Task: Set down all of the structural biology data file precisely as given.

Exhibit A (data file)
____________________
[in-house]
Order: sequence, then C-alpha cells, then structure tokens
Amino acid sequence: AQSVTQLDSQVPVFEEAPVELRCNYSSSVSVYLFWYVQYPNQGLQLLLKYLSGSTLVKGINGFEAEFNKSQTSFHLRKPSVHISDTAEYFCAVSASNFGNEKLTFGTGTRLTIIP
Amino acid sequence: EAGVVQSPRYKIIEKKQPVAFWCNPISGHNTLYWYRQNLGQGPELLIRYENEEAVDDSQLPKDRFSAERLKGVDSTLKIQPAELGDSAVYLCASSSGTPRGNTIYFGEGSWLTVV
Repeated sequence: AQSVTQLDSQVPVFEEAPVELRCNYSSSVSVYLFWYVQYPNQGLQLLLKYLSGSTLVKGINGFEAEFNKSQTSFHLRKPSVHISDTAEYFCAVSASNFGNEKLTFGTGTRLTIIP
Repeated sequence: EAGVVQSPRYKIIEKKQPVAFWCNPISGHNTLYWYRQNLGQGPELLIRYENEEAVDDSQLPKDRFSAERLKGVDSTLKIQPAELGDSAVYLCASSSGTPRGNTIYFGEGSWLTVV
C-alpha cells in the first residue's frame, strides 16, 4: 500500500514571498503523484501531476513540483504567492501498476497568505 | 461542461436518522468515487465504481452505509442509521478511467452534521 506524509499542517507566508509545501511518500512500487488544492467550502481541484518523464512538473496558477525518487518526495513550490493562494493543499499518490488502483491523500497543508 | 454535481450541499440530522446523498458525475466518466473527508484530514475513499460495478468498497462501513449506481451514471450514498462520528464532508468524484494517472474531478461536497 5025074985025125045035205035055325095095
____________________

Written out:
[in-house]
Order: sequence, then C-alpha cells, then structure tokens
Amino acid sequence: AQSVTQLDSQVPVFEEAPVELRCNYSSSVSVYLFWYVQYPNQGLQLLLKYLSGSTLVKGINGFEAEFNKSQTSFHLRKPSVHISDTAEYFCAVSASNFGNEKLTFGTGTRLTIIP
Amino acid sequence: EAGVVQSPRYKIIEKKQPVAFWCNPISGHNTLYWYRQNLGQGPELLIRYENEEAVDDSQLPKDRFSAERLKGVDSTLKIQPAELGDSAVYLCASSSGTPRGNTIYFGEGSWLTVV
Repeated sequence: AQSVTQLDSQVPVFEEAPVELRCNYSSSVSVYLFWYVQYPNQGLQLLLKYLSGSTLVKGINGFEAEFNKSQTSFHLRKPSVHISDTAEYFCAVSASNFGNEKLTFGTGTRLTIIP
Repeated sequence: EAGVVQSPRYKIIEKKQPVAFWCNPISGHNTLYWYRQNLGQGPELLIRYENEEAVDDSQLPKDRFSAERLKGVDSTLKIQPAELGDSAVYLCASSSGTPRGNTIYFGEGSWLTVV
C-alpha cells in the first residue's frame, strides 16, 4: 500500500514571498503523484501531476513540483504567492501498476497568505 | 461542461436518522468515487465504481452505509442509521478511467452534521 506524509499542517507566508509545501511518500512500487488544492467550502481541484518523464512538473496558477525518487518526495513550490493562494493543499499518490488502483491523500497543508 | 454535481450541499440530522446523498458525475466518466473527508484530514475513499460495478468498497462501513449506481451514471450514498462520528464532508468524484494517472474531478461536497 5025074985025125045035205035055325095095